Whether they’re mistreating the help or belittling the president’s manhood, making snide comments about a rival’s hair or ripping an opponent for spending money on a men’s fashion show, the Mean Girls have replaced Hope with Spite and Cool with Cold. They are the ideal nihilistic cheerleaders for an angry electorate.Not that I have any interest in defending Sarah Palin or Christine O'Donnell, but what hypocritical nonsense that is. Isn't Dowd the woman who coined the phrase "Obambi," calls all Democratic politicians girls and has been at the forefront of putting stupid, inconsequential bullshit at the forefront of political analysis? Maureen Dowd criticizes the "mean girls" approach to politics- she INVENTED the "mean girls" approach to politics.
Fewer genres are more fun than "picking holes in a movie we've all seen a thousand times." Here, Cracked does it with "Big." A real tour de force.
A man named Jack Ass sued MTV for $10 million, claiming the series was plagiarizing his name. Jack Ass, formerly known as Bob Craft, changed his name in 1997 to raise awareness for drunk driving.
Really enjoyed the new movie. Review should be up next week.
I have trouble taking a side here. O'Reilly is wrong, of course, but it's hard to imagine two less effective spokespeople for the liberal cause than Whoopi Goldberg and Joy Behar.
Yikes. It was the exact same thing that always happens in every game of every Twins-Yankees series- underdogs get out to early lead, always erased late by the Yanks, just in time for Rivera to arrive. So watch the Rangers get crushed in this series, followed by the Yankees taking Cliff Lee from them. Baseball, everybody!
Simmons tells the story of the accidental tweet a couple of weeks ago, which led to him accidentally breaking the news of the Randy Moss trade on Twitter. Fascinating stuff about how sports media culture works these days.
This week's "South Park," which destroyed "Jersey Shore" and "Real Housewives of New Jersey" while parodying "Teen Wolf" and "Red Dawn," was the hardest I've laughed at the show in several years. Although if there were a New Jersey Anti-Defamation League, they'd be picketing Comedy Central right about now.
The Phils' skipper, a big Ric Flair fan it appears:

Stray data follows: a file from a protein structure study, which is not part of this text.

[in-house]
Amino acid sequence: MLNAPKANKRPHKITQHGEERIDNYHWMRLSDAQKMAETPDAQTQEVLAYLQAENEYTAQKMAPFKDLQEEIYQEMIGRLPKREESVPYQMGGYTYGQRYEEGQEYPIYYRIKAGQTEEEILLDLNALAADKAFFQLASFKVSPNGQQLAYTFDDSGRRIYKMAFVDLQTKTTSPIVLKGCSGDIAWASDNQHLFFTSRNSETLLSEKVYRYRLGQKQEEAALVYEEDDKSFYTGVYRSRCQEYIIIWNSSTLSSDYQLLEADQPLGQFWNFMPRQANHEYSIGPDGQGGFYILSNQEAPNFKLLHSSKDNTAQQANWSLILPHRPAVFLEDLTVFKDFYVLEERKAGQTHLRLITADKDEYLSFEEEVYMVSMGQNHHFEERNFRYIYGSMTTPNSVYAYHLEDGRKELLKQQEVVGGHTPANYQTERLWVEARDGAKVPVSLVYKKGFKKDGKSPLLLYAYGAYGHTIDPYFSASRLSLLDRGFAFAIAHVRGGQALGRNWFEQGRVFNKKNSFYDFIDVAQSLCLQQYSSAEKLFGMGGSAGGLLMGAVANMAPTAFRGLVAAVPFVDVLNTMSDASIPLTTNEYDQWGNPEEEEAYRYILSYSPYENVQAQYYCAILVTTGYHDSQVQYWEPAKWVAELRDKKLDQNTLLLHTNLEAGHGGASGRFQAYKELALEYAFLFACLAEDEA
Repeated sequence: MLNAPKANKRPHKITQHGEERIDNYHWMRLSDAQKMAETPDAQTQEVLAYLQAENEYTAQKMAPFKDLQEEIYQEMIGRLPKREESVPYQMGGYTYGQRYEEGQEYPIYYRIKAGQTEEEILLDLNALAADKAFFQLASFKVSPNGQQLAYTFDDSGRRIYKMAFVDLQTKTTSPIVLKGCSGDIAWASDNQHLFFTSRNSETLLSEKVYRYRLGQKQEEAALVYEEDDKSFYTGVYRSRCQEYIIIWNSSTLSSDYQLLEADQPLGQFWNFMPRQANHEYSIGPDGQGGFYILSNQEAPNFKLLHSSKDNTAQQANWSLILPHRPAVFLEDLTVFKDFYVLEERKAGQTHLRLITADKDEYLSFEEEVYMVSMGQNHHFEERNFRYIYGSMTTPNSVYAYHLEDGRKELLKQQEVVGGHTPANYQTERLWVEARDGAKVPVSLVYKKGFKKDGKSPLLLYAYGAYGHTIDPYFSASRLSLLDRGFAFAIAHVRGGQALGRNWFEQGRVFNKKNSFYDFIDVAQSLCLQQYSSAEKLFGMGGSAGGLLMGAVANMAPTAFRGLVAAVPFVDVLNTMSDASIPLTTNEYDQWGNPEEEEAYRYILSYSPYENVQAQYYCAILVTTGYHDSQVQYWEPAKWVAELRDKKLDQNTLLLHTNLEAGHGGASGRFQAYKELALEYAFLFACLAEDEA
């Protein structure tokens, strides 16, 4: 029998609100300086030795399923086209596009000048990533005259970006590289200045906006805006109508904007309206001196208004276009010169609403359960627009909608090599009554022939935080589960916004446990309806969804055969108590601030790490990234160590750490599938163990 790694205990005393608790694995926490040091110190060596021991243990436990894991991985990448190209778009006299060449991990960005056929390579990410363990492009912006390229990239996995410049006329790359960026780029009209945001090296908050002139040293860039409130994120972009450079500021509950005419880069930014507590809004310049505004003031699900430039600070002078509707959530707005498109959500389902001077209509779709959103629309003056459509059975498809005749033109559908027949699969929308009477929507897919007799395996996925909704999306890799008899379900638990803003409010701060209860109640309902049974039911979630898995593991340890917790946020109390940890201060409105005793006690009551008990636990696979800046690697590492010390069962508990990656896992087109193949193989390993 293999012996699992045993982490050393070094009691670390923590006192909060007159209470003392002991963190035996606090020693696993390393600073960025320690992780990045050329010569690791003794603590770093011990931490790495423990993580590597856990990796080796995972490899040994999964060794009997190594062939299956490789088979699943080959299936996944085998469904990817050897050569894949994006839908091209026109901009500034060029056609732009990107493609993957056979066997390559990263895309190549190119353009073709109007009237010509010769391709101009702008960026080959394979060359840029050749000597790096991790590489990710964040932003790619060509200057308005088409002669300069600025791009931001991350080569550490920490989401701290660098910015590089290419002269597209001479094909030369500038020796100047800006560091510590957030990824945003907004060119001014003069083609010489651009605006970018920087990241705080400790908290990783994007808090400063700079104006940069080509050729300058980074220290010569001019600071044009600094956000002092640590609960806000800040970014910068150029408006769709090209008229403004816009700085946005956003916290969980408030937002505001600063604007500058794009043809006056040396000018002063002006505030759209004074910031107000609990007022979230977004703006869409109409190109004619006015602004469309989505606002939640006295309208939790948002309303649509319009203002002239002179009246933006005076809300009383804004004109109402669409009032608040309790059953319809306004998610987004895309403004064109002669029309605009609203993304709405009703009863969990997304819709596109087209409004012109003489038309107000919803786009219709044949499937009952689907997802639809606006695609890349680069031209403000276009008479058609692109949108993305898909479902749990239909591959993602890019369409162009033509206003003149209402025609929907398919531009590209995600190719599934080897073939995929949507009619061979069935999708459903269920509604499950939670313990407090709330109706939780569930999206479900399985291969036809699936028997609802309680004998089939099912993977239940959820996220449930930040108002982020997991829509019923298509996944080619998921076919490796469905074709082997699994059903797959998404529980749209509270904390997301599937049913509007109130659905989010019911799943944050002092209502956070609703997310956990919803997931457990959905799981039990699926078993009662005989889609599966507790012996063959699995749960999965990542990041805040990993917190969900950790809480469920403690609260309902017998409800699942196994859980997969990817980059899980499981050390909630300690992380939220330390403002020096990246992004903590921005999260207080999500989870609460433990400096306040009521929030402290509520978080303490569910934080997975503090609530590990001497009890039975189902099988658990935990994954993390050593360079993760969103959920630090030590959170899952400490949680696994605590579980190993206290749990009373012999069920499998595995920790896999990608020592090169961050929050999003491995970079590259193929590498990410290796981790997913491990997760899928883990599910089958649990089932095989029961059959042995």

Are any two mens' styles more different than Charlie and the Nature Boy, aside from both having white hair? If the Phils have another parade Charlie, instead of wearing a tailored suit like last time, should come out in one of Ric's old robes.
You're going to spend at least 30 minutes on this list, by Joe Posnanski, of the 32 greatest play-by-play calls in sports history. He's right about #1, but "the band is out on the field!" has to go second.
Oh, who cares?
These stories are so stupid. Of course they're related five or six generations back- isn't everybody? If it turns out they were long-lost first cousins or something that would be newsworthy.
We have a new best "30 For 30" film. Sure, like most of the "30 For 30" docs, the story was already told in an SI piece. But it was damn fascinating the way the story was told against the backdrop of the war in the Balkans- and who knew Vlade Divac was such an engaging protagonist? The last half hour was especially moving.
Eh. Sure, it's good to see all that footage again. But it seemed like 95 percent of the four hours was taken up by either the Yankees, Red Sox, or steroids. Every Yankees-involved World Series got 20 minutes and a full play-by-play, while every other postseason of the last decade got a few seconds tops.
And why so much Mike Barnacle? I mean, not only did he plagiarize and fabricate, but he's not even a sportswriter! There wasn't someone else more qualified to talk about the Red Sox?
Yes, the Twins season ended in disappointing fashion. But there were a few things that happened this year that were great. Such as: